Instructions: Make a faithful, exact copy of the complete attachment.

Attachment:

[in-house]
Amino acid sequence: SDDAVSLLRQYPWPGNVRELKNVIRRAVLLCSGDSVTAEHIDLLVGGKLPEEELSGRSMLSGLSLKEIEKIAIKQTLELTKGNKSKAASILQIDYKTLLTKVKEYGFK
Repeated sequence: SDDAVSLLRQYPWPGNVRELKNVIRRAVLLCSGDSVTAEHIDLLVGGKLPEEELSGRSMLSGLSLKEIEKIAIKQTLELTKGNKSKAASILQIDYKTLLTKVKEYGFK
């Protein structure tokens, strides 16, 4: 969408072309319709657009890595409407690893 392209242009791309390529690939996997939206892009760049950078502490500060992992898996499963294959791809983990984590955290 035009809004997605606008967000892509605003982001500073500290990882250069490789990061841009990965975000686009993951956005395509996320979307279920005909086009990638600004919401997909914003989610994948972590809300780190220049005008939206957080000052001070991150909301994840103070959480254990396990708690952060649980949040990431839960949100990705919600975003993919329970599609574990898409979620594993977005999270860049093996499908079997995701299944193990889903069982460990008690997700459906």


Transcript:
[in-house]
Amino acid sequence: SDDAVSLLRQYPWPGNVRELKNVIRRAVLLCSGDSVTAEHIDLLVGGKLPEEELSGRSMLSGLSLKEIEKIAIKQTLELTKGNKSKAASILQIDYKTLLTKVKEYGFK
Repeated sequence: SDDAVSLLRQYPWPGNVRELKNVIRRAVLLCSGDSVTAEHIDLLVGGKLPEEELSGRSMLSGLSLKEIEKIAIKQTLELTKGNKSKAASILQIDYKTLLTKVKEYGFK
């Protein structure tokens, strides 16, 4: 969408072309319709657009890595409407690893 392209242009791309390529690939996997939206892009760049950078502490500060992992898996499963294959791809983990984590955290 035009809004997605606008967000892509605003982001500073500290990882250069490789990061841009990965975000686009993951956005395509996320979307279920005909086009990638600004919401997909914003989610994948972590809300780190220049005008939206957080000052001070991150909301994840103070959480254990396990708690952060649980949040990431839960949100990705919600975003993919329970599609574990898409979620594993977005999270860049093996499908079997995701299944193990889903069982460990008690997700459906």